#IndySchoolGirlsofColor guest blog – Misconceptions, by Alexandra Day

We are so enthusiastic about this Saturday’s #indyschoolgirlsofcolor event at the Chapin School! 
Girls of Color & The Women They Become: Looking at success through an independent school lens will open its arms to current girls of color grades 6-12 and those considering an independent school education. We have something for their caregivers too.
RIISE & Chapin will support young women with a fantastic panel of alum (plus, a mom of alum) who’ve experienced an independent school education. We will then have intimate and safe opportunities to recognize and reflect on the journey as girls of color while mentoring successful ways to manage the road academically, socially and emotionally – in and out of independent school communities, and beyond.

We are pleased to have one of our panelists, Alexandra Day guest blog about…

alexandra day alum_opt
by Alexandra Day

At the age of twelve, I entered my independent school. I was very fortunate to have an opportunity to enter a school with a large community of people that looked like me. This awareness helped me to maintain a confidence whilst being surrounded by people that appeared very different from me.

I grew up in the Bronx. To this day, it’s a central part of who I am. Before my entrance into independent school, I went to school in El Barrio. My public school was mostly black and Latino. I could count the number of white students on one hand. However, it was something I hadn’t noticed until I was surrounded by people that looked different than myself.

When I was accepted into private school, it never occurred to me that I had accomplished something special. Having been a student in a gifted and talented public school, I was accustomed to taking tests and doing well. I also experienced a preparatory program which exposed me to new material that was interesting and more challenging than my public school curriculum. Nevertheless, I had not been intimidated. Being accepted into a prestigious independent school seemed to me to be the only possible result.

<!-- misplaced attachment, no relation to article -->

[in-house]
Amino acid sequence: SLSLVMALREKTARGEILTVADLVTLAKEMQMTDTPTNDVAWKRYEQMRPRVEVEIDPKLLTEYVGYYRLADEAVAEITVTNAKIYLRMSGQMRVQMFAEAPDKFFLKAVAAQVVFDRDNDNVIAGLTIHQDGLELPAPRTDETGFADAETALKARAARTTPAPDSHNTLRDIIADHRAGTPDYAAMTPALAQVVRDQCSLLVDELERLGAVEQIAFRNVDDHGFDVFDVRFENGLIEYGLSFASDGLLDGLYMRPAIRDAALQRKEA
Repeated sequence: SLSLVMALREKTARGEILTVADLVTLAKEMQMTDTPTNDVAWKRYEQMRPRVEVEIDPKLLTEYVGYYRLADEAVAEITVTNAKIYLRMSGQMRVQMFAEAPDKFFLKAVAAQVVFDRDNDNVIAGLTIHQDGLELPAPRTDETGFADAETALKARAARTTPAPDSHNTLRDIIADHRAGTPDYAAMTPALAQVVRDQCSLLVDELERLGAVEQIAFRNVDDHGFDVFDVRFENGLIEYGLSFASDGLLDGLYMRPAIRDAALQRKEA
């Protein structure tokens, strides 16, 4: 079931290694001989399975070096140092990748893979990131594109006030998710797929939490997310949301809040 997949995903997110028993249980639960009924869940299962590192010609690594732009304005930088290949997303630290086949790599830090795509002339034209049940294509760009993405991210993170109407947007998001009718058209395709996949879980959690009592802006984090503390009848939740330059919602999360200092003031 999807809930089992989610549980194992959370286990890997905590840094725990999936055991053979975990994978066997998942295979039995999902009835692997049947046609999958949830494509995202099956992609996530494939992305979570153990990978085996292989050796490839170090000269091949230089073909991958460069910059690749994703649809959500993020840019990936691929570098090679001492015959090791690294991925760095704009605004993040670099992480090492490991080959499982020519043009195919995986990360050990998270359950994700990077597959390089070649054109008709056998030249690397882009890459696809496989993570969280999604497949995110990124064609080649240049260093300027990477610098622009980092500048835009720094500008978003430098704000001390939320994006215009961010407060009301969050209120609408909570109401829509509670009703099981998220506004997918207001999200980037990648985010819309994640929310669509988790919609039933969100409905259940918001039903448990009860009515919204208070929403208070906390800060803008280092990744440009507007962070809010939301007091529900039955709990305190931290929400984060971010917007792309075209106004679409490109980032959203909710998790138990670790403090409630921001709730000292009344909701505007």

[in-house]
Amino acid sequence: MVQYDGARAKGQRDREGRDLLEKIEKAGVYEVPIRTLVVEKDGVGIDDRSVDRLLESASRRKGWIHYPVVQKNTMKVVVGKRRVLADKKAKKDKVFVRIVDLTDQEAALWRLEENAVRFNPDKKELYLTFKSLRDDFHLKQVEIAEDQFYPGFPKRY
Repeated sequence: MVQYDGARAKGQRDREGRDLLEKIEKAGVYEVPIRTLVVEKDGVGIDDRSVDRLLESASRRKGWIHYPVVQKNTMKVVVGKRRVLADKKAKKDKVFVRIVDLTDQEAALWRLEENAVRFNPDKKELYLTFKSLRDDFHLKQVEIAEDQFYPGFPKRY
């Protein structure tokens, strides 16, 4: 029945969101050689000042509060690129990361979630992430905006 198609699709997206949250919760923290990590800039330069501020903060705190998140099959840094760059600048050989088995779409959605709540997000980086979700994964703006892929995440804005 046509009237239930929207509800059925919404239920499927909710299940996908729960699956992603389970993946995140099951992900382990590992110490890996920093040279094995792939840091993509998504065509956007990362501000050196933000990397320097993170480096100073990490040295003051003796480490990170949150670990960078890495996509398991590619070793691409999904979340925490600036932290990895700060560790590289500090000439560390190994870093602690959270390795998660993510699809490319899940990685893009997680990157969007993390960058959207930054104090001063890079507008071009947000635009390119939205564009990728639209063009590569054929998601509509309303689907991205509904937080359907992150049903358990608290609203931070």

There were many challenges that arose from living in this new world though. I found myself growing distant from the community that was my own. I often had more homework than my friends, so I wasn’t available most weekends. Also, our breaks from school were different. Most of the friendships that I maintained from my community had made a similar transition to an independent school, and we were able to bond over being novel in our new environments. Not always appreciative of the attention, we would gather and gripe about the new ridiculous questions & misconceptions about our hair, or living in the “hood”.

While we were not a majority, the comfort I received from not being the lone woman of color allowed me to be passionate about my race and ethnicity, things that did not seem as important to my white classmates. The school was predominantly white & upper class, and I thought they all took yellow cabs from 86th & Park. This proved to be a misconception. When I realized that not everyone was from Park Avenue, I recognized that I needed to be more tolerant of others preconceived notions of me.

I’m glad to have had the fortune of an independent school education and experience. It has given me the confidence to embrace any situation, no matter how different I may feel. Park Ave or El Barrio, we all question ourselves at times.

Meet Alexandra this Saturday 4/12, 10a-1:30p, …but, you must register

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  1. Gina Parker Collins
    Posted April 8, 2014 at 7:00 pm | Permalink

    Alex, thank you for mentoring through your story, and I can’t wait to have you as part of our event this Saturday!

  2. Alexandra
    Posted April 9, 2014 at 9:46 am | Permalink

    It is an honor… It’s amazing to think how many life lessons were in the experience.

  3. Damaris Williams
    Posted April 9, 2014 at 12:09 pm | Permalink

    Alex is not only a beautiful woman of color, but she’s an innovative forward thinker, a sister, a friend, a wife and a great person with two dependable shoulders to lean on. Blessings to you and all, Damaris Williams

  4. Posted April 9, 2014 at 5:55 pm | Permalink

    YES Alex. your voice is essential in this conversation and it is bringing healing to so many. Thank you!

  5. Alexandra
    Posted April 10, 2014 at 10:19 am | Permalink

    Thank you Shirley and Damaris! I hope that we’ll be able to heal some hearts and provide some strength to our future leaders!

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